Trail camera catches buck at dinner

One of the columnist’s trail cameras captured this buck feeding on acorns. Bowhunters should concentrate their hunting near natural food sources in early October and then move to the rutting sign later in the month.


Early archery season can be a trying time for both seasoned and new bowhunters alike. All too often good deer sign and deer sightings early in the season can be as scarce as hen’s teeth and bowhunters are left scratching their head with the perception that there are few deer in the area they are hunting.

With the leaves beginning to fall, deer tracks and trails can be difficult to locate, buck rubs are usually fairly scarce and scrapes are infrequent. Bowhunters can be left in a quandary over where to hunt but must remember that deer in early October are, for the most part, still in their late summer feeding routines.

They are actively searching out all available food sources trying put on needed fat reserves to carry them through the rigors of the upcoming rut as well as the long Pennsylvania winters. Deer are looking for and spending their time in areas of high food concentrations. Simply put, archers should hunt the deer’s favorite food sources early in the season and deer sightings should increase dramatically.

This time of year I try to find the deer’s favorite natural foods and position a portable stand downwind of that food source. Acorns are one of my favorite hunt locations. Upon finding an area with lots of red or white oak acorns, hunters should see the telltale signs of deer activity. Broken and discarded acorn tops or hulls tell of both heavy deer and squirrel usage and closer examination will show deer tracks, trails and often buck rubs.

If you are fortunate enough to have apple trees or a cornfield on your hunt property, these are also good places to hunt — as are the edges of bean fields, clover or other farm crops.

By later in October, deer habits begin to change with the onset of the rut. I basically hunt a rutting sign as it appears. In an almost frenzied manner, bucks make hundreds of buck rubs throughout the woods and scrapes begin to appear. Scrapes are the pawed-up areas in the leaves under over-hanging limbs in the woods where bucks leave their scent and sign. Scrapes act as active scent posts where all deer communicate and loiter. Bowhunters wanting fast action and increased deer sightings should learn to hunt scrapes as the season progresses.

Watch for active scrapes and rub lines and move portable stands to accommodate buck sign. My theory: If he’s been there once, he’ll return sooner or later! Also learn to set up on trails connecting bedding areas to feeding areas.

As the infamous whitetail rut approaches in a few weeks, bucks will be chasing does sporadically throughout the woods with little care as to where they are and what time of day it is. This is the prime time for archers to be in the woods capitalizing on the buck’s inattentiveness.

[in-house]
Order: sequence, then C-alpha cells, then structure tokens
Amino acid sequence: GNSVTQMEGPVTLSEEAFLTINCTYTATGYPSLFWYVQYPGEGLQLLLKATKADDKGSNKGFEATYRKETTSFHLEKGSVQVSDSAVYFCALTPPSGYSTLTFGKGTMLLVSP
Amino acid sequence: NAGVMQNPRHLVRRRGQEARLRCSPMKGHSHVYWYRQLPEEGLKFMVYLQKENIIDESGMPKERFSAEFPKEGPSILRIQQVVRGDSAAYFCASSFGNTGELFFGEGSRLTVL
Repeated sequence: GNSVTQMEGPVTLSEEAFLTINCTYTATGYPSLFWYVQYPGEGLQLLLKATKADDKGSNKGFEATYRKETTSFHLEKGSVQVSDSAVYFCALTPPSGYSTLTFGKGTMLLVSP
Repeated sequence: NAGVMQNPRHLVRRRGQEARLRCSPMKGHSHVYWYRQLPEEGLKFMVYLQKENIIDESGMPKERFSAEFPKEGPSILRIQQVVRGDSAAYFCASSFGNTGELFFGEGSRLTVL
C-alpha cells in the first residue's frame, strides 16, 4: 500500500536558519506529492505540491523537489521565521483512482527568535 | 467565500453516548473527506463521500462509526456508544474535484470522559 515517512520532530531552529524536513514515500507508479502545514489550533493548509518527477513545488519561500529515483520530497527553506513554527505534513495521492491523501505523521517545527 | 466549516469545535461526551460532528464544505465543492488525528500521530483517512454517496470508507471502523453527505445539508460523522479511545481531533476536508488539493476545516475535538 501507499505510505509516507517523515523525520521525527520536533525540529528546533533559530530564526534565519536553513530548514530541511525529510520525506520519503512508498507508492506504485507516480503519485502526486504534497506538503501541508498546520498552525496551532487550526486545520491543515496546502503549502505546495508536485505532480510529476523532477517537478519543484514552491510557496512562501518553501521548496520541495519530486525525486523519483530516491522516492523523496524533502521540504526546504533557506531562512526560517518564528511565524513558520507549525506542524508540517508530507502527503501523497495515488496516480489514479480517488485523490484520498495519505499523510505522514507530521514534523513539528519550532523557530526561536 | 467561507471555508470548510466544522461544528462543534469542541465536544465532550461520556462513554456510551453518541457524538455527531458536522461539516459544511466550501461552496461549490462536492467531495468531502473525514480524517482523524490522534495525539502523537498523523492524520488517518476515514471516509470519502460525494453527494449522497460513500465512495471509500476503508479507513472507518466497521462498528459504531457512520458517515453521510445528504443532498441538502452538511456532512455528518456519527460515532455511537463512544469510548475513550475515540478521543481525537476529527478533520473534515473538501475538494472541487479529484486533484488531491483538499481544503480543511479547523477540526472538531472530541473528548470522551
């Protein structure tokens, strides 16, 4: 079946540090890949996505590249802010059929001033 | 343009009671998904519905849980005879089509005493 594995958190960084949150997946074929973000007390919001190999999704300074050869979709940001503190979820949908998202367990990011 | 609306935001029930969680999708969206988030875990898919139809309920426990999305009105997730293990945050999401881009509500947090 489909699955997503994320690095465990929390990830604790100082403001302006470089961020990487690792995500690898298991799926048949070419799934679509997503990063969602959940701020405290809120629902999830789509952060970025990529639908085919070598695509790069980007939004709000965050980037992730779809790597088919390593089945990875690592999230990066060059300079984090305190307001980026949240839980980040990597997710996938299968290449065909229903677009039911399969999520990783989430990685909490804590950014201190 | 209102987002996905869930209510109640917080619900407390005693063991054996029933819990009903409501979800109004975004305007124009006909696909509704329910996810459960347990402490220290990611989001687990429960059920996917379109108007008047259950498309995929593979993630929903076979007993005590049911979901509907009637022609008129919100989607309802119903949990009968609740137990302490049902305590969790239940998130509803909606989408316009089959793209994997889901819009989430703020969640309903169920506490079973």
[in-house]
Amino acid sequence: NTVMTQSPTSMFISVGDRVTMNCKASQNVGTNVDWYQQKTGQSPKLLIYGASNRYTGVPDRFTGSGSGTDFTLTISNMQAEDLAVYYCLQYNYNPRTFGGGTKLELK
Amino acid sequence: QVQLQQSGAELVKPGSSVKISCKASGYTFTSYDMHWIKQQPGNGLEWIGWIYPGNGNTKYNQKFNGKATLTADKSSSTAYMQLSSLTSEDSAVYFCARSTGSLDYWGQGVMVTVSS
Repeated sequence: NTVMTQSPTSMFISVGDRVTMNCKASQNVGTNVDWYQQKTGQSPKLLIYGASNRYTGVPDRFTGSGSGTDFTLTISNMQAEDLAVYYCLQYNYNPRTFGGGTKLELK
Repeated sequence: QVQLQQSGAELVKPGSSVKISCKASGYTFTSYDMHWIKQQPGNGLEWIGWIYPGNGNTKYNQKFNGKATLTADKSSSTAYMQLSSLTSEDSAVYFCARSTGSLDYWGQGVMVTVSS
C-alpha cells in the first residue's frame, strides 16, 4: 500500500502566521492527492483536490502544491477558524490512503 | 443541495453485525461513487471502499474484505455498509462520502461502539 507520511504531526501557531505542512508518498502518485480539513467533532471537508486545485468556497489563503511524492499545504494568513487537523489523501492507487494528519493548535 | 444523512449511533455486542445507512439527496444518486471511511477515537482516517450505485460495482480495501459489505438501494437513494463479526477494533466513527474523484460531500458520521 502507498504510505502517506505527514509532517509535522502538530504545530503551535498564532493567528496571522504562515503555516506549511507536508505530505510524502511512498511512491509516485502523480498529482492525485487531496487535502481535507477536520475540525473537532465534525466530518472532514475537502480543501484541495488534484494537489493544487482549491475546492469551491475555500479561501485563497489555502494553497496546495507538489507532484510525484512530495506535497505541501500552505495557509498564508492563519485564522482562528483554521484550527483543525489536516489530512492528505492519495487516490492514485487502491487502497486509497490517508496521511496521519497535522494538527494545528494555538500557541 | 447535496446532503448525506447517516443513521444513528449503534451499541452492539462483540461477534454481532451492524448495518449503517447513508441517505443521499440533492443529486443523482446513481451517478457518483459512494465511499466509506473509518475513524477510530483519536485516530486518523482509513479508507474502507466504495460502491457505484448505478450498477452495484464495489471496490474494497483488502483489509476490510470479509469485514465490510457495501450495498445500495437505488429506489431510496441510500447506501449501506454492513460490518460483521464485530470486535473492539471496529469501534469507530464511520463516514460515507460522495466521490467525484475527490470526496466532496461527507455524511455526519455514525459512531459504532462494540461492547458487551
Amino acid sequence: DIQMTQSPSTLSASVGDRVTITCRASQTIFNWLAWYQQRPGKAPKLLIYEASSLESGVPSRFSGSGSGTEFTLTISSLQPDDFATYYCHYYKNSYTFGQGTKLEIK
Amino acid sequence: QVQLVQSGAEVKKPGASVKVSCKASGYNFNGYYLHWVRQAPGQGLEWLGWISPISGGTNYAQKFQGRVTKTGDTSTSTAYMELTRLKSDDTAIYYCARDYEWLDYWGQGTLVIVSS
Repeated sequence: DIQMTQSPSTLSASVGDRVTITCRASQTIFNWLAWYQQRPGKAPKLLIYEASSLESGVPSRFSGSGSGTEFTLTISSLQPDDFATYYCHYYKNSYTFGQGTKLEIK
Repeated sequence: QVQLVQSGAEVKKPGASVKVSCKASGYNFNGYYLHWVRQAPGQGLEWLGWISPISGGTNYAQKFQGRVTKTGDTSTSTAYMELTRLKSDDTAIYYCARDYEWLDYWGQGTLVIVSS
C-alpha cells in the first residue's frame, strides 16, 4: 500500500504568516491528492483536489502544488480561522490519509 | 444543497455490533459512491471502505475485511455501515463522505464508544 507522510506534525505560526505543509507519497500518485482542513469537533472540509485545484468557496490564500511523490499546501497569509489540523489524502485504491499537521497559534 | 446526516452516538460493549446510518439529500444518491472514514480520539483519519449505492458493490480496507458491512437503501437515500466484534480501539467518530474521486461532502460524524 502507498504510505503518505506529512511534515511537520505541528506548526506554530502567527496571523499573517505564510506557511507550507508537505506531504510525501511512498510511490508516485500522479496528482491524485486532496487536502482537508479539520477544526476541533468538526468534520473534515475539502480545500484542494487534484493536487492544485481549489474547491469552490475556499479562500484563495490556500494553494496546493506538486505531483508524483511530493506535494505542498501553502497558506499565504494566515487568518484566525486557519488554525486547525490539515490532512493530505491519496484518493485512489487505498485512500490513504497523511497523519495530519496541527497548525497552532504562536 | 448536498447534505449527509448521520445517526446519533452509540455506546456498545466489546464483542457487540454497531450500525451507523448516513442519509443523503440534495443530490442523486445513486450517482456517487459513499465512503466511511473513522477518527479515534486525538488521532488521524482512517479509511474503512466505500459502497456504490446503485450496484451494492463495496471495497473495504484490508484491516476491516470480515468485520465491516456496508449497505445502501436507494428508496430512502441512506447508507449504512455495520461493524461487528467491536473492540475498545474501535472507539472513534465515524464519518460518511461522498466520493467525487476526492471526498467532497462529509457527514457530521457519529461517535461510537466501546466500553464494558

During the rut, I utilize a full arsenal of tricks to lure the rutting buck into bow range. The more you experiment, the more you’ll learn. Along the way you’ll spook a few deer, but in the end you’ll find out what works.

Those hunters who learn to interpret where the deer are feeding, bedding and traveling can find success this season. With plentiful acorns and the upcoming rut, hunters that hunt the right areas and the trails connecting them to their bedding areas should see deer.

Cochranton-area resident John Crooks is a longtime outdoors writer.

Tips for a successful hunt

Here are some basics that can spell success this season:

Scouting both preseason and in-season probably single-handedly sets the stage for more deer sightings than anything else. Time in the woods patterning deer means deer sightings while hunting. Find where the deer are bedding and feeding and set up to intercept them. Hunt the trails, bottlenecks and terrain that funnel deer to food areas and deer sightings should be plentiful. Hunt the signs of the rut. Watch closely for rutting scrapes and rub lines. These two items mean the buck was there and will return.

Set up for the close shot. Try to set up for the close, 10- to 20-yard shot. Distance means a lot in the woods. Remember we have to count points now!

Practice. Try to hone your shooting skills as often as possible. Shoot a few arrows before the evening hunt.

Hunt scent free. The whitetail deer has the ability to detect the smell of humans from great distances. Keep body odors to a minimum and use a commercial scent reduction or earth scent cover scent.

Think safety. Always wear a safety belt or harness when hunting from a treestand.

React to this story:


Recommended for you